“The preparation work on Chico Way was completed in advance of a planned overlay that will be completed by a contractor through a grant-funded County Road Project (CRP) in 2016.  This project was originally scheduled for 2015, but was rescheduled for 2016 due to a robust CRP schedule in 2015.”

$4 million to restripe 3-304 merge?

The in basket: I read that money has been set aside to modify the merge where highways 3 and 304 meet west of Bremerton, described in news stories as restriping to allow both lanes of Highway 3 to flow through and eliminate the merge into a single lane that now backs traffic up past theta Loxie Eagans interchange during rush hour.

The stories say it will cost about $4 million. I asked how on earth they could spend that much on restriping.

The out basket: Claudia Bingham-Baker, spokeswoman for the Olympic Region of state highway, replied, “The work at the SR 3/SR 304 merge will be much more than just a restripe. The project will do some widening and ramp reconstruction to change the configuration of the interchange.

“When the work is complete, the two southbound SR 3 lanes will continue through the interchange (where now they narrow to one lane), and SR 304 traffic will merge onto SR 3.

“This project’s goal will be to relieve peak-hour congestion. The current timeline of this $4.2 million project is design from 2015 to 2017; construction from 2017 through 2018.”

So much for my advocacy of eliminating the signs directing Highway 3 traffic to merge left early and adding signage encouraging the “zipper’ move of cars alternating at the actual merge point. With both lanes going through, there no longer will be a need for that. The state is unlikely to introduce such a change for the three years the existing merge will continue.

Passing legal, but not advised, into double uphill lanes

The in basket: On recent trips out to Belfair and back, I have been eying the centerline striping on the downgrade from Sunnyslope Road to Gorst on Highway 3. It begins as a double yellow line, which I would expect, but part way down, it turns into a skip stripe for downhill traffic. There a two lanes uphill and one downhill at that point

Normally a skip stripe denotes a place you can pass. I faintly recall a sign along there years ago that said something about downhill traffic having to yield to uphill traffic, but it’s been gone a long time.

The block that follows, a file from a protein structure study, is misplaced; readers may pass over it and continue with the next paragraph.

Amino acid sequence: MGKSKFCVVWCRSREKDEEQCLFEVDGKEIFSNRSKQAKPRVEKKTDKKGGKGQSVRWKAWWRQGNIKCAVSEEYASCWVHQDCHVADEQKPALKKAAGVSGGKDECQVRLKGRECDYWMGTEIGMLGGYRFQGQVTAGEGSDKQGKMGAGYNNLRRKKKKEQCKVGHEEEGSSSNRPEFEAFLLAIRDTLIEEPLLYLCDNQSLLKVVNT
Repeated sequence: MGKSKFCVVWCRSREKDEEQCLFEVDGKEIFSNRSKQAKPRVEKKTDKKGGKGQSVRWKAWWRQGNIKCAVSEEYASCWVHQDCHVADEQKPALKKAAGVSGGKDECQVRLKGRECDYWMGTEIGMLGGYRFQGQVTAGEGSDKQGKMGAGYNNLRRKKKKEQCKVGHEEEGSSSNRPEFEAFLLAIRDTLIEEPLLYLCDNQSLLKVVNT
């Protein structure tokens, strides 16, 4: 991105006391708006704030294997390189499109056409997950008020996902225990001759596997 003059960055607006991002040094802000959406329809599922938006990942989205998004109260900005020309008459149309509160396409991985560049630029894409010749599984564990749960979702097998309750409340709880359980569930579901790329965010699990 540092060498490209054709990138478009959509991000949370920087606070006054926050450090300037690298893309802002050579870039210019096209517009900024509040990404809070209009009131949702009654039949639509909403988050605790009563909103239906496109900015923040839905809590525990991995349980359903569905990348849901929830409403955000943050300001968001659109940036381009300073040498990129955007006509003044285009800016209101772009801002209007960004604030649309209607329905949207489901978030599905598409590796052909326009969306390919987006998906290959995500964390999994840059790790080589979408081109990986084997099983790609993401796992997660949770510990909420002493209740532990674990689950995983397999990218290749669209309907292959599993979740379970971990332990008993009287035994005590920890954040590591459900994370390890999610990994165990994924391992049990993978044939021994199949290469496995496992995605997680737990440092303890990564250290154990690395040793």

I wondered if passing is legal there by crossing over the skip stripe into the uphill lanes. There is so much uphill traffic there, that even if the inside lane was empty when one started to pass, a car in the outside lane could move into the lane you’re using to pass at any moment.

I’d have to be following someone going no more than 25 miles per house before I’d dare try it.

I included a similar alignment of Highway 104 where it intersects US 101 at Discovery Bay in Jefferson County when I asked.

The out basket: State Trooper Russ Winger, who speaks for the patrol here, says, “It is legal to pass in that situation unless posted no passing. If there is traffic in the outside lane then it is not legal to pass as they have the right of way.  The downhill car must yield to all uphill traffic.”

So if there is oncoming traffic in EITHER uphill lane close enough that you can’t get back into the downhill lane before meeting it, it’s illegal to pass there.

“It is NOT advisable to do this in the area south of Gorst,” Russ said. “The speeds here are very high and traffic volume is also very high. The cross street at Division also makes this dangerous.

“It is also legal to do so in a portion of the section on US101 you describe. This is a straight section approximately two miles in length. It is also very dangerous and not advisable to pass here due to the high speeds and volume of Peninsula traffic, especially during the tourist season.

“A year or two back we had a fatality collision involving a motorcycle traveling east that had to take evasive action to avoid colliding with a vehicle making such a pass ‎traveling west. The rider died. We were not able to locate the car but had witness information that the pass occurred and was improper and dangerous,” he said.